Not going anywhere: Moorhead man staying put in bought-out neighborhood
Lloyd Paulson split his time between two very different spots during last spring's flood fight. There was his home on Moorhead's Rivershore Drive, where a band of friends and strangers three times rallied to reinforce a 30,000-sandbag dike agains...
Lloyd Paulson split his time between two very different spots during last spring's flood fight.
There was his home on Moorhead's Rivershore Drive, where a band of friends and strangers three times rallied to reinforce a 30,000-sandbag dike against a surging Red River. Then, there was the MeritCare room of Paulson's wife of "57 good years," Beverly.
Now Paulson faces another standoff with the water, on different terms. As the last of 14 neighboring families who sold their homes to the city were moving out Monday, Paulson watched a contractor build a horseshoe clay dike around his home. Paulson, a former manager at Scheels, was staying put.
"I feel I have the nicest spot in the whole town," said Paulson, 85 "and healthy as a horse."
"I hate to leave it."
Paulson's home was an action-packed scene last year. Friends and city volunteers flocked to the house each time the crest forecast jumped, twice staying overnight to build up the dike.
Ten pumps were going around the clock. TV network reporters claimed real estate on the deck for chilling views of the swollen river, normally a good 100 yards from the house.
In 1997, the Paulsons put up a sign-up sheet for sandbagging volunteers titled "Our wonderful helpers/savers and generous souls." Goulash was served in the wood shop turned mess hall. Last year, he says, he didn't catch all the volunteers' names.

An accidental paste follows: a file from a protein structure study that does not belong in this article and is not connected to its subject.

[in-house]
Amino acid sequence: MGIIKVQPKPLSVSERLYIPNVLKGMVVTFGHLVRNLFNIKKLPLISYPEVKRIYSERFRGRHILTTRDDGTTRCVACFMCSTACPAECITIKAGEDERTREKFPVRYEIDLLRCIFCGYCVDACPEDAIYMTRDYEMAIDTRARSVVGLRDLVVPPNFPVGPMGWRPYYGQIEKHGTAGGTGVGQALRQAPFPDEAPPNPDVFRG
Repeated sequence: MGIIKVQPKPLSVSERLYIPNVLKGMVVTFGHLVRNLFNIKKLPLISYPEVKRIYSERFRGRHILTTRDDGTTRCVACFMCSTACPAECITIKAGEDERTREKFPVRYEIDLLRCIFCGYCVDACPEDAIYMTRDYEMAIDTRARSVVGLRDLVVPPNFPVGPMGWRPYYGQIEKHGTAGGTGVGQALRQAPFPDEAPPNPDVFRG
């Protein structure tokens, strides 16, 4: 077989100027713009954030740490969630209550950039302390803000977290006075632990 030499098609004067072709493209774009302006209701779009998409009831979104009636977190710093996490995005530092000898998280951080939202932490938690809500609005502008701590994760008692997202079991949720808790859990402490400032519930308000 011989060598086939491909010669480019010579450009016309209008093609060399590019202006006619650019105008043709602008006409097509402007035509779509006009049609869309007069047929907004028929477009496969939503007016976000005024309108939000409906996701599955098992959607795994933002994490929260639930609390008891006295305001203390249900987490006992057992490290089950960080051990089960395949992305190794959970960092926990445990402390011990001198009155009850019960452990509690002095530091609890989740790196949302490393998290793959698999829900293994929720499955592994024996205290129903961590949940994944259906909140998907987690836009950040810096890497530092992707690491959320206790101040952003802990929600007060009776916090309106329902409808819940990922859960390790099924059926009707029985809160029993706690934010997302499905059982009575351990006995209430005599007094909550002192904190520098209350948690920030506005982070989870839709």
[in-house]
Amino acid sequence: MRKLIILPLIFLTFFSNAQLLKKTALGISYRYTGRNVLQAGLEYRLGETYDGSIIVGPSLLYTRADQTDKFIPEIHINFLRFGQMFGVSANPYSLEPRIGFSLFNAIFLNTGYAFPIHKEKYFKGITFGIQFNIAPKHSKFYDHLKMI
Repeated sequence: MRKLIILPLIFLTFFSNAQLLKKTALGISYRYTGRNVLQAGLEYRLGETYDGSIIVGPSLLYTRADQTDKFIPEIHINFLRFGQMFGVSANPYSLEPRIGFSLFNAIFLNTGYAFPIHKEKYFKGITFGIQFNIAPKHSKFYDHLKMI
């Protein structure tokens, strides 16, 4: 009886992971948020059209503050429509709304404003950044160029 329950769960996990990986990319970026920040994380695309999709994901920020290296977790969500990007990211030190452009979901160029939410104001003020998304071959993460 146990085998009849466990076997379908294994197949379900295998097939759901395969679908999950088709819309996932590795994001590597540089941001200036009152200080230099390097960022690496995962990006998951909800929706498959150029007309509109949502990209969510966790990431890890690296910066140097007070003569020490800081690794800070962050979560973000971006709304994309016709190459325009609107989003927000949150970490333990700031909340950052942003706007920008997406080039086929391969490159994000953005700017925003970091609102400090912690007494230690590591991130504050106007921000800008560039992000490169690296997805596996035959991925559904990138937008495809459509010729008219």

His focus was elsewhere.
"My dad was at the hospital every day," says Paulson's son, Bob.
Beverly, a one-time YWCA Woman of the Year, was at MeritCare since undergoing heart surgery in February. As she was evacuated to a hospital in the Twin Cities area, three homes just north of the Paulsons lost their battles with the floodwaters.
She died on April 7, days after Lloyd and his children marked a victory over the flood by hoisting an upside down canoe on top of the dike.
That summer, residents of Rivershore Drive approached Lisa Vatnsdal, Moorhead's neighborhood services manager, about selling their homes to the city. Eventually, she heard from Paulson, too.
"I remember Mr. Paulson calling me and saying, 'I am not going to sell my house,'" she said. "I told him, 'Nobody will make you sell your house.'"
The city eventually bought out the three properties to the north and 11 to the south. But Paulson wasn't going anywhere: "I didn't have to think about it one minute."
The house is filled with three decades of memories, and for a self-described farm boy at heart, the home, where deer and wild turkeys frequent the backyard, offers a treasured proximity to the outdoors.
When news of another looming flood fight hit this spring, Paulson took the news in stride. He lives alone now, and his neighbors are gone, but he has a stable of friends who check on him each day. He hired a contractor to build a clay levee that would protect his home to 43 feet.
"It's permanent so we won't have to do this again next year," he said. "I will just sit here in my easy chair and enjoy my retirement."
Readers can reach Forum reporter Mila Koumpilova at (701) 241-5529